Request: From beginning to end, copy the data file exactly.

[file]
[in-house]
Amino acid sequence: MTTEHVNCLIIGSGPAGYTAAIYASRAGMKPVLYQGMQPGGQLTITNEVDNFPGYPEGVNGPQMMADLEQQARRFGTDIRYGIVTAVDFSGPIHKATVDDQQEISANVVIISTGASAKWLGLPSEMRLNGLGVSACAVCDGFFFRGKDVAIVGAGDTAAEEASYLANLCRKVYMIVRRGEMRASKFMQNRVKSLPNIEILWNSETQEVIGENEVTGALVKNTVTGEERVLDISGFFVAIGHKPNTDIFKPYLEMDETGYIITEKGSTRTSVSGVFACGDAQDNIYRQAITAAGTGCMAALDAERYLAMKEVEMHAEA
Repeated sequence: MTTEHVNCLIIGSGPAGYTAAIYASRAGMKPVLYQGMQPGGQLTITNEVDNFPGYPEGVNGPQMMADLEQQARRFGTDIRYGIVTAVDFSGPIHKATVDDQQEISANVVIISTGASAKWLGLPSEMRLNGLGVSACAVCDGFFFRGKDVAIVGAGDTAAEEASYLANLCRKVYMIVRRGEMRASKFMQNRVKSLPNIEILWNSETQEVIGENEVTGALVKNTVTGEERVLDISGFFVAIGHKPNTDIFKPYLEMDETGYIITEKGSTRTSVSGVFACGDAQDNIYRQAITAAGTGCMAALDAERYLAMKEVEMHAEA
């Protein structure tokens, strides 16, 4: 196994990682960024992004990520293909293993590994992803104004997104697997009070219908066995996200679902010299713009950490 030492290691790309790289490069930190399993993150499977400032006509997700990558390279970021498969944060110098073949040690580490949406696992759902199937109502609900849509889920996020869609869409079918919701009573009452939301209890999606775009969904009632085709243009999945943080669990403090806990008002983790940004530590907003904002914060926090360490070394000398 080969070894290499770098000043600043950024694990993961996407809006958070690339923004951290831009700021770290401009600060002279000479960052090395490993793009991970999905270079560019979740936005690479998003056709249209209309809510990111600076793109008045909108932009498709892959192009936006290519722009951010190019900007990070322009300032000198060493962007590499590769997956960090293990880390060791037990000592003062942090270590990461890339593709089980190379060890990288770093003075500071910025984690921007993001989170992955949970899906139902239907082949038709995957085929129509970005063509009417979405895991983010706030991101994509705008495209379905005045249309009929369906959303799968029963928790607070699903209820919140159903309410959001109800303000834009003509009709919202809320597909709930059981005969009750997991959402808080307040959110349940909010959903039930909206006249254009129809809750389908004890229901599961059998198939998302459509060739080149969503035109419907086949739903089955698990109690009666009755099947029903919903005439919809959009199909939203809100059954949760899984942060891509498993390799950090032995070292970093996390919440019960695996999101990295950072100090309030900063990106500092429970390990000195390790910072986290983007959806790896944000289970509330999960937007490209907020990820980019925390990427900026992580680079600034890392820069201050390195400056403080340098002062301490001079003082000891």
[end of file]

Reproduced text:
[in-house]
Amino acid sequence: MTTEHVNCLIIGSGPAGYTAAIYASRAGMKPVLYQGMQPGGQLTITNEVDNFPGYPEGVNGPQMMADLEQQARRFGTDIRYGIVTAVDFSGPIHKATVDDQQEISANVVIISTGASAKWLGLPSEMRLNGLGVSACAVCDGFFFRGKDVAIVGAGDTAAEEASYLANLCRKVYMIVRRGEMRASKFMQNRVKSLPNIEILWNSETQEVIGENEVTGALVKNTVTGEERVLDISGFFVAIGHKPNTDIFKPYLEMDETGYIITEKGSTRTSVSGVFACGDAQDNIYRQAITAAGTGCMAALDAERYLAMKEVEMHAEA
Repeated sequence: MTTEHVNCLIIGSGPAGYTAAIYASRAGMKPVLYQGMQPGGQLTITNEVDNFPGYPEGVNGPQMMADLEQQARRFGTDIRYGIVTAVDFSGPIHKATVDDQQEISANVVIISTGASAKWLGLPSEMRLNGLGVSACAVCDGFFFRGKDVAIVGAGDTAAEEASYLANLCRKVYMIVRRGEMRASKFMQNRVKSLPNIEILWNSETQEVIGENEVTGALVKNTVTGEERVLDISGFFVAIGHKPNTDIFKPYLEMDETGYIITEKGSTRTSVSGVFACGDAQDNIYRQAITAAGTGCMAALDAERYLAMKEVEMHAEA
């Protein structure tokens, strides 16, 4: 196994990682960024992004990520293909293993590994992803104004997104697997009070219908066995996200679902010299713009950490 030492290691790309790289490069930190399993993150499977400032006509997700990558390279970021498969944060110098073949040690580490949406696992759902199937109502609900849509889920996020869609869409079918919701009573009452939301209890999606775009969904009632085709243009999945943080669990403090806990008002983790940004530590907003904002914060926090360490070394000398 080969070894290499770098000043600043950024694990993961996407809006958070690339923004951290831009700021770290401009600060002279000479960052090395490993793009991970999905270079560019979740936005690479998003056709249209209309809510990111600076793109008045909108932009498709892959192009936006290519722009951010190019900007990070322009300032000198060493962007590499590769997956960090293990880390060791037990000592003062942090270590990461890339593709089980190379060890990288770093003075500071910025984690921007993001989170992955949970899906139902239907082949038709995957085929129509970005063509009417979405895991983010706030991101994509705008495209379905005045249309009929369906959303799968029963928790607070699903209820919140159903309410959001109800303000834009003509009709919202809320597909709930059981005969009750997991959402808080307040959110349940909010959903039930909206006249254009129809809750389908004890229901599961059998198939998302459509060739080149969503035109419907086949739903089955698990109690009666009755099947029903919903005439919809959009199909939203809100059954949760899984942060891509498993390799950090032995070292970093996390919440019960695996999101990295950072100090309030900063990106500092429970390990000195390790910072986290983007959806790896944000289970509330999960937007490209907020990820980019925390990427900026992580680079600034890392820069201050390195400056403080340098002062301490001079003082000891």